People who are not vocal about their wishes and preferences are often misunderstood.
If you are looking to build your self-confidence, consider participating in the Assertiveness and Self Confidence Training Course offered by pdtraining in Auckland and other cities in New Zealand.
To be able to speak confidently without sounding aggressive, rude or arrogant, you need to build your confidence on rational thoughts and positive feelings. If you are confident because you think that everybody else is inferior to you, then you will be confident but also arrogant. To remove any negative qualities that may crop up like weeds with the building of your self-confidence, you can use the tips below.
Value Yourself and Value Others
Just like others want to be valued by you, you also want to be valued by them. In the same way, if you want to be valued, others want to be valued too. Sounds confusing? In a sentence, everybody likes and wants to be valued. There must not be any hierarchy here. The wish of others to be valued is not greater than yours, and visa versa. So, you do not need to make sacrifices for others at your expense, and you should not expect that from others.
To build confidence, value yourself as an individual and create a limit as to how far you can go. If doing something for a person makes you feel bad, analyse why that is so. There is always a good reason why you feel what you feel. If you are not in the wrong, try to fix the situation instead of letting it be. Doing nothing about it is the worst choice here.
Value Your Opinion, But Listen
You must value your opinion and expect others to listen to you. They are free to agree or disagree with you, but they do not have the right to cut you short or turn a deaf ear to you. If somebody interrupts you, tell him or her to allow you to finish. After you have finished saying what you want to say, listen to the other person patiently.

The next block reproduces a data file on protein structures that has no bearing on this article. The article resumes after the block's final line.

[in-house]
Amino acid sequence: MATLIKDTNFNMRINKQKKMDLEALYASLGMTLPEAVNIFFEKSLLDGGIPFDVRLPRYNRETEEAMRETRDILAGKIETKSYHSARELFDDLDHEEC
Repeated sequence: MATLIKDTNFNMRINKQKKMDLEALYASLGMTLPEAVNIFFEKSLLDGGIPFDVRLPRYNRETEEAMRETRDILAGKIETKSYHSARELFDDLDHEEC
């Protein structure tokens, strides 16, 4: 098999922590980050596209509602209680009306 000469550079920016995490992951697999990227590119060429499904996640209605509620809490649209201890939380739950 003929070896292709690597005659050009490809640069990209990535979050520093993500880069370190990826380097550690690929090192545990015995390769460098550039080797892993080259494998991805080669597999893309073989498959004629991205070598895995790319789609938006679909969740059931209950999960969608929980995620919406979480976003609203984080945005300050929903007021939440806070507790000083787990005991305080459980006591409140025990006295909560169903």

Some of the things that you must not allow during communication are:
- Do not allow the other person to dominate you into submission. Let them have a sound argument that you can agree with.
- Avoid ego struggles. If the other person is growing irrational, begin to end the conversation. You can always pick it up later.
- If the other person begins to get abusive, stop the conversation right then. Expect an apology.
- Avoid biases and focus on how much both you and the other person can learn from the conversation.
Listening to alternative viewpoints is always useful, but make sure that the other person respects your opinions as well. Expect in return what you give.
Communicate Your Limits
Know how far you can go. Your personal limit can be regarding the efforts that you make for others, the time you spend with a person, or the resources you can spend. Make sure that you communicate your limit so that there are no unreasonable expectations from you.
Also, never go back and change your limits to suit others. You have set a limit for a good reason. Instead of making yourself uncomfortable, negotiate with the other person and make him or her understand your problem.
If the other person is reasonable, communicating honestly will help in overcoming differences and difficulties. If not, you can be sure the situation cannot be resolved. When facing a dead end, making compromises that you cannot live with must never be a consideration.
Pdtraining delivers 1000’s of professional development courses each year in Wellington, Auckland, Napier, Christchurch, Hamilton, Dunedin and Tauranga, so you can be assured your training will be delivered by a qualified and experienced trainer.
All public Assertiveness and Self Confidence Training courses include am/pm tea, lunch, printed courseware and a certificate of completion. Customised courses are available upon request so please contact pdtraining on 1300 121 400 to learn more.